Encouraging Students to Integrate Ethics Into Their Careers

Regent’s Robertson School of Government (RSG) understands that its students will face ethical challenges when they graduate and enter the world of government. Professor Rob Schwarzwalder, College of Arts & Sciences (CAS) senior lecturer, recently encouraged students with words of wisdom from his 25-year career in Washington, D.C. working with lobbying organizations and faith-based nonprofits.

Regent University professor Rob Schwarzwalder worked for 25 years in Washington D.C..
Rob Schwarzwalder, M.A.
Senior Lecturer, General Education

“Like character, courage is not summoned without moral preparation,” said Schwarzwalder. “It is formed by many small decisions that accrue and provide one with a moral brace that girds you for ethical combat. If that bracing courage is strong, the ability to say yes to good and no to evil will be made more with far less stress. It will be a natural outflow of your inner life.”

Schwarzwalder shared stories from his days on Capitol Hill supporting congressmen, speaking open and honestly about ethical situations he and others faced, as well as how acting ethically goes beyond knowing and following rules. He pointed out that ethical reforms have resulted in onerous rules, because people often try to find ways around following the law, and these “small” rules create a disdain for the law. Although following the law is important and cannot be neglected, Schwarzwalder says acting out of Godly character with the aim of being ethical is what must come first and consistently.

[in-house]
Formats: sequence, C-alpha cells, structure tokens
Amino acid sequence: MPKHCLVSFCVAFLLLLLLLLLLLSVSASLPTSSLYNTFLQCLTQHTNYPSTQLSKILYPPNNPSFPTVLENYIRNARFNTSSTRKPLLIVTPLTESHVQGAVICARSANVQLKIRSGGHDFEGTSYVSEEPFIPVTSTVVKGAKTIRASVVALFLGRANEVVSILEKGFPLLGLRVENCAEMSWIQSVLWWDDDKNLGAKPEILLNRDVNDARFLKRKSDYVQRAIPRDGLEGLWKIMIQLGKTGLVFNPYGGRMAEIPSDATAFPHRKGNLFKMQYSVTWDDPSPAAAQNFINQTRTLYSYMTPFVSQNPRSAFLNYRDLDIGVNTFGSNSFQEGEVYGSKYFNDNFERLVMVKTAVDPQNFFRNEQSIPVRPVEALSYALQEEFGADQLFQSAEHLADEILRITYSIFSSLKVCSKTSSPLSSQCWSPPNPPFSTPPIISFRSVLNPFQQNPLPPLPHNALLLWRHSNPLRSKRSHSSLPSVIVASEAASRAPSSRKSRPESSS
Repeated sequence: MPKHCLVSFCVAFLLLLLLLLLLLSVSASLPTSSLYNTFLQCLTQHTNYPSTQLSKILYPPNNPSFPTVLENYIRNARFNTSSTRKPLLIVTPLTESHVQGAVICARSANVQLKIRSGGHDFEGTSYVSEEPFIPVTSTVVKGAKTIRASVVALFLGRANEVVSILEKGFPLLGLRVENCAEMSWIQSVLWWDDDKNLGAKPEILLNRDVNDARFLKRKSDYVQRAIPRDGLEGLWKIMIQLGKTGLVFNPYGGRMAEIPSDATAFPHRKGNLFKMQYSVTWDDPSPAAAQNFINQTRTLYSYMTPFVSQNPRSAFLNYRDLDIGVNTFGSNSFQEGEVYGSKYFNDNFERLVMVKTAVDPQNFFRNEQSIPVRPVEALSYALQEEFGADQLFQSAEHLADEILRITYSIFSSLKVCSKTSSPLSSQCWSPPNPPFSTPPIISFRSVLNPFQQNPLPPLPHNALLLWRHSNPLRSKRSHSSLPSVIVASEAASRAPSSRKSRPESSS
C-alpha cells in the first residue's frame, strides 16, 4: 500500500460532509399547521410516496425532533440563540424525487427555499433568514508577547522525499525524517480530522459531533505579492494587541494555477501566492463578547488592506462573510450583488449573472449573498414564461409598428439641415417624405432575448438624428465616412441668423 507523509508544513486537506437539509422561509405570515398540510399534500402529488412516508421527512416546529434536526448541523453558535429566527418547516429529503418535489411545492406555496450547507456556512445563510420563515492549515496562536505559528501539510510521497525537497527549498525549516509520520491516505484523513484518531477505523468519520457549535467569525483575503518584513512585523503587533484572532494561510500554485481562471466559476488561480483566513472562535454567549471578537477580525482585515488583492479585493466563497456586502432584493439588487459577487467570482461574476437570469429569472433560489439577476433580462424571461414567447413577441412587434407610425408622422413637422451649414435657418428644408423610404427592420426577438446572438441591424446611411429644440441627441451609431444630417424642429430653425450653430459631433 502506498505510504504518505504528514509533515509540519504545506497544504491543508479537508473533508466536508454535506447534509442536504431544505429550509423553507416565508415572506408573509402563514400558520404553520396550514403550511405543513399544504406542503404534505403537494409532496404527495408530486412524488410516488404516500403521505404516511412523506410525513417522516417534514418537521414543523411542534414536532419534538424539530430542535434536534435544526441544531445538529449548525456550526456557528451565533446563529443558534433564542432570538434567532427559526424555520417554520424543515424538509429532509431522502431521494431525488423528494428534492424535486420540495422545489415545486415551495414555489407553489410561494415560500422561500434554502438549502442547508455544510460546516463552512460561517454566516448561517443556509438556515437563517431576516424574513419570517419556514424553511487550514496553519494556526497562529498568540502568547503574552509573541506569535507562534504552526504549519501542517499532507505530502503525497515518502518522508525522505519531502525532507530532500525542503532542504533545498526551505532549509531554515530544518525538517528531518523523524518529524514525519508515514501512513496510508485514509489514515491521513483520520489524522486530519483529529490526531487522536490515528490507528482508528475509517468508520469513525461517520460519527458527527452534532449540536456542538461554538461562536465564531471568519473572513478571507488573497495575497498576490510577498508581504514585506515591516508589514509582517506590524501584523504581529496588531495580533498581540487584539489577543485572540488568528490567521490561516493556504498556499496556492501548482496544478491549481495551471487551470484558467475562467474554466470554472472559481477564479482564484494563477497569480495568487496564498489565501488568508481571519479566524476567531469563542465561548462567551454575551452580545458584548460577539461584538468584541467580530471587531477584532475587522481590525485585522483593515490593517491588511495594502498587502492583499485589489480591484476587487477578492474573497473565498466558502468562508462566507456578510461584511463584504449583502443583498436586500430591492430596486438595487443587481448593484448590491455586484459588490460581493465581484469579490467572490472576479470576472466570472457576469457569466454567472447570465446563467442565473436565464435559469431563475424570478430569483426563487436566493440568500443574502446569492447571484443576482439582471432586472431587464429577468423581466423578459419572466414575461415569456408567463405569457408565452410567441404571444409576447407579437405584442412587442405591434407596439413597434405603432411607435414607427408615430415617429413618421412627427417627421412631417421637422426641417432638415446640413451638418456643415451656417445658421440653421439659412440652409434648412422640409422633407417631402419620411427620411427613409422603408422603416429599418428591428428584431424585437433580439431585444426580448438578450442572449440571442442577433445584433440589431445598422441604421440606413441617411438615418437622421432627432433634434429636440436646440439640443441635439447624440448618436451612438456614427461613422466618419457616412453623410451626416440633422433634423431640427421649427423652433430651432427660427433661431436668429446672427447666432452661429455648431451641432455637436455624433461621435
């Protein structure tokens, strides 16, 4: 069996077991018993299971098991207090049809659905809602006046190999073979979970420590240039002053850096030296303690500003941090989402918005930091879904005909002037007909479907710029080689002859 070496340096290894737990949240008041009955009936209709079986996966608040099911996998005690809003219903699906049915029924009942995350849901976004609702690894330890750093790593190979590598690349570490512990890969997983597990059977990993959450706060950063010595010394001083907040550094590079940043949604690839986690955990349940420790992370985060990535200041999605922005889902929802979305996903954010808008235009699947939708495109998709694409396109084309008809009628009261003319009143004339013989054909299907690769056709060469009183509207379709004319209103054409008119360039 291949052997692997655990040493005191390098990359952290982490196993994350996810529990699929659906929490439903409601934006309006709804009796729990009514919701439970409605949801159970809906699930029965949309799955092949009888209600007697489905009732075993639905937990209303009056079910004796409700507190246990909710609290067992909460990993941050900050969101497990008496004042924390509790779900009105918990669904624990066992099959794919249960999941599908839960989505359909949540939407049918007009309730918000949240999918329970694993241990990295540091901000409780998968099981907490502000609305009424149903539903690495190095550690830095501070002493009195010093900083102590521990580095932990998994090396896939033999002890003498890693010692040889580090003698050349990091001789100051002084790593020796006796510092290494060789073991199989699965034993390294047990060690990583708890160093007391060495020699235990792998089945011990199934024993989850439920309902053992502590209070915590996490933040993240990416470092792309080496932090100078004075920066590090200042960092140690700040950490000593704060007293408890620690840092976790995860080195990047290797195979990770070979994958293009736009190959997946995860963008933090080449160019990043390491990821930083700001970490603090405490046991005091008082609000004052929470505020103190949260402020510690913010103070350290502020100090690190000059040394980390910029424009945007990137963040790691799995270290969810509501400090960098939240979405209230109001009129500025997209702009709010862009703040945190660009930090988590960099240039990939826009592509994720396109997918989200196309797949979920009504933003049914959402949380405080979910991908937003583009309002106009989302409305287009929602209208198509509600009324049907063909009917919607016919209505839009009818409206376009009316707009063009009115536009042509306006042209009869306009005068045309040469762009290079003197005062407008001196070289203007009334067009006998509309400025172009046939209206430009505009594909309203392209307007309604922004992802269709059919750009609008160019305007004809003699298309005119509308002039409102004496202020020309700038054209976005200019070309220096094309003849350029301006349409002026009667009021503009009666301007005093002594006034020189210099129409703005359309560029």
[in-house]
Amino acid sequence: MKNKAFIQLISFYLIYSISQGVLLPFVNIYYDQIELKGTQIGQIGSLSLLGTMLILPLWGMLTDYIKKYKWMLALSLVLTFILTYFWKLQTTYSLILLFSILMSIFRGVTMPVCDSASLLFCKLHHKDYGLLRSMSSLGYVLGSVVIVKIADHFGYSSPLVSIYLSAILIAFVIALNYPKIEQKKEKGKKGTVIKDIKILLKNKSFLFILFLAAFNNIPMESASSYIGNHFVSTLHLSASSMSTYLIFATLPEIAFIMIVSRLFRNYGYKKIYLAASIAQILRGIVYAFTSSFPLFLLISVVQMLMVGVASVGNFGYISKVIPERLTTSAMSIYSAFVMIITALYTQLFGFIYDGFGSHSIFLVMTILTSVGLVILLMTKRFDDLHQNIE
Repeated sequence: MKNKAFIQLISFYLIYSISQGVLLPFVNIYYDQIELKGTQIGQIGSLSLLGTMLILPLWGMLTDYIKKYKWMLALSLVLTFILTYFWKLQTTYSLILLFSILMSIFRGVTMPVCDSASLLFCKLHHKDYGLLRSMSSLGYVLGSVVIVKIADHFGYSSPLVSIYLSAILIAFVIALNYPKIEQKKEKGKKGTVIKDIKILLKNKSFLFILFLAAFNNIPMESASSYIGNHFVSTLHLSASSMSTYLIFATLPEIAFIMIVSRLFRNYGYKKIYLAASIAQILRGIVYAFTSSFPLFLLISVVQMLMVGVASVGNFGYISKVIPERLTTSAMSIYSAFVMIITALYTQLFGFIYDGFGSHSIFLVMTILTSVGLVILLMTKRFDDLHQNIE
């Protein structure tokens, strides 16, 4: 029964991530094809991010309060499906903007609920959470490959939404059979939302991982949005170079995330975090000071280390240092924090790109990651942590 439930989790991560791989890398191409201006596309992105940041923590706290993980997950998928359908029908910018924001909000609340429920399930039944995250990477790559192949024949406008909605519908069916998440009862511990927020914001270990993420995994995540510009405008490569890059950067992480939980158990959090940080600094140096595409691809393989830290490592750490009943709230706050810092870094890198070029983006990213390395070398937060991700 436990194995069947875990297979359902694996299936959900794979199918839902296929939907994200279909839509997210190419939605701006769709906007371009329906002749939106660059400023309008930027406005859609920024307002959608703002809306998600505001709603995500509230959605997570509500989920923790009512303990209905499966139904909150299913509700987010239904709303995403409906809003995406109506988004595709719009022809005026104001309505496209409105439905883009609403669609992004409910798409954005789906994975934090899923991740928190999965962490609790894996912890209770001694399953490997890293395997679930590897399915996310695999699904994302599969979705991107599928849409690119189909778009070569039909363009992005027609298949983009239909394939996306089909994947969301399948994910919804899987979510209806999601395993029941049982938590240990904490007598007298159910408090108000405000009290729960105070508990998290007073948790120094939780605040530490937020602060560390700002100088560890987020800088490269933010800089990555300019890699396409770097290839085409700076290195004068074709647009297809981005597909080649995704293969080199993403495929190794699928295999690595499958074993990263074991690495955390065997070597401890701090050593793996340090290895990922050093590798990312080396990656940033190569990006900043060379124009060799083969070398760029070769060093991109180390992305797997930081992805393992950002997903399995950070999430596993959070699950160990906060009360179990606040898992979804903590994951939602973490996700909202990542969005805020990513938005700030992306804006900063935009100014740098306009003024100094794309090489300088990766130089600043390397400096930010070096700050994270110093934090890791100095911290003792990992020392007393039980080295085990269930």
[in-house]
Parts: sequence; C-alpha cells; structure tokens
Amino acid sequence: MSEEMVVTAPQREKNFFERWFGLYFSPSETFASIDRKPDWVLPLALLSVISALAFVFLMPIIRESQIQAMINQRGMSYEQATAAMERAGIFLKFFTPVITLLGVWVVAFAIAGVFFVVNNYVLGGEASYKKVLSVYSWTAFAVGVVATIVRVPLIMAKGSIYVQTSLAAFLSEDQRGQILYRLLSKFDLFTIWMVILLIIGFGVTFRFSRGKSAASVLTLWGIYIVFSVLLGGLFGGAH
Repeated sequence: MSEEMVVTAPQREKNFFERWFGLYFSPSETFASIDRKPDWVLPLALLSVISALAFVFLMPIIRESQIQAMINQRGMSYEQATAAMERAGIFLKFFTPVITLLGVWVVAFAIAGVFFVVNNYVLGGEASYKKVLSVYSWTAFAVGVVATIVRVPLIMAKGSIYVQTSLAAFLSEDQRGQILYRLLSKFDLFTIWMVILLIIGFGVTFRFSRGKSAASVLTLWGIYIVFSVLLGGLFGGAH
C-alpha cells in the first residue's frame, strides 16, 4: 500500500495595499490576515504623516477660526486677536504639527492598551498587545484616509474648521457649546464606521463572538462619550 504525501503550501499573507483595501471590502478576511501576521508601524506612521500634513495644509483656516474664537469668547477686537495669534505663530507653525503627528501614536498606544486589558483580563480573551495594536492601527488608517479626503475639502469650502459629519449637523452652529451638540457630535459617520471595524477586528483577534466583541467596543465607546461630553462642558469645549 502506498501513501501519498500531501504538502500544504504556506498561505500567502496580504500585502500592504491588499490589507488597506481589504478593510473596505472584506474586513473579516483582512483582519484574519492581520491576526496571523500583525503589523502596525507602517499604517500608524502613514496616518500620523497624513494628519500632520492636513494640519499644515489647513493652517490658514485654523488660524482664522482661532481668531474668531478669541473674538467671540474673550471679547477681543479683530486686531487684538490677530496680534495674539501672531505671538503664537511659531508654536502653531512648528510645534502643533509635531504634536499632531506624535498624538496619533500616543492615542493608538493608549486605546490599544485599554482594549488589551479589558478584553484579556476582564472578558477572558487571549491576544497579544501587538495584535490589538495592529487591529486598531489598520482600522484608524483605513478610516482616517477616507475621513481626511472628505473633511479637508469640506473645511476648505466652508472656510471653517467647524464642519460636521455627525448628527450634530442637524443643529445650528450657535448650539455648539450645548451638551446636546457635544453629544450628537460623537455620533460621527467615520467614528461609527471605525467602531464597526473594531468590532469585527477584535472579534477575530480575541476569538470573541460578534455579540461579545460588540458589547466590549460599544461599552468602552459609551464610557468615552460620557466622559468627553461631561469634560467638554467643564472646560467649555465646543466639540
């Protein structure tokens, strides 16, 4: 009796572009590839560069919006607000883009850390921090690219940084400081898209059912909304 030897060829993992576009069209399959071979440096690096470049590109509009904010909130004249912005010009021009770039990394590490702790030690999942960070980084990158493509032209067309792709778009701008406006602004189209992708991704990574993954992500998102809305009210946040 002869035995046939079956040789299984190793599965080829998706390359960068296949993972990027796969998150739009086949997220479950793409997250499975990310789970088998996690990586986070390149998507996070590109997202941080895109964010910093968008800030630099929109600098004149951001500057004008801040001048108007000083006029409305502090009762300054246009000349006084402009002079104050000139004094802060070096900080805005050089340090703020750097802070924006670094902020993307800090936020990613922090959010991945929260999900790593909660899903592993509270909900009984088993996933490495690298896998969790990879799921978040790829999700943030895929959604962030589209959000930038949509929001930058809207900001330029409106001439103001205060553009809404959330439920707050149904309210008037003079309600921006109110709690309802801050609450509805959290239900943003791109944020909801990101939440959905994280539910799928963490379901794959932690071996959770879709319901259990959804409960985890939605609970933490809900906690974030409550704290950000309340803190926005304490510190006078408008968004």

“Were I ever to go back into government service, I would take nothing from any lobbyist, even if doing so were legal,” said Schwarzwalder. “I received these kinds of benefits not because I had performed some heroic task or because I was so uniquely gifted that I deserved special treatment. With other senior Hill staff, I received these things because of the position I held and the desire of lobbyists to influence me so that I would influence my boss favorably concerning their pet issues.”

Schwarzwalder says taking this approach and gaining a reputation for honesty will make saying “no” to unethical requests easier. He warned students that those who behave unethically may sneer at their reputation, and they may face consequences, but being prepared for this will enable future fortitude. Getting written advice from ethics attorneys and knowing the basics of ethics rules can also help.

“By honoring God in things small and large, you might gain the disdain of some but you will gain the respect – and the trust – of others,” said Schwarzwalder. “You will also have opportunities, as mentioned earlier, to explain how Jesus of Nazareth is the Savior of the world – the Savior of all who will come to Him for forgiveness and new life.”

Schwarzwalder’s presentation was part of a lecture series from the RSG, “Defense Against the Dark Arts.” The RSG invites faculty with experience facing ethical challenges in government twice each year to prepare students for facing such scenarios.

 

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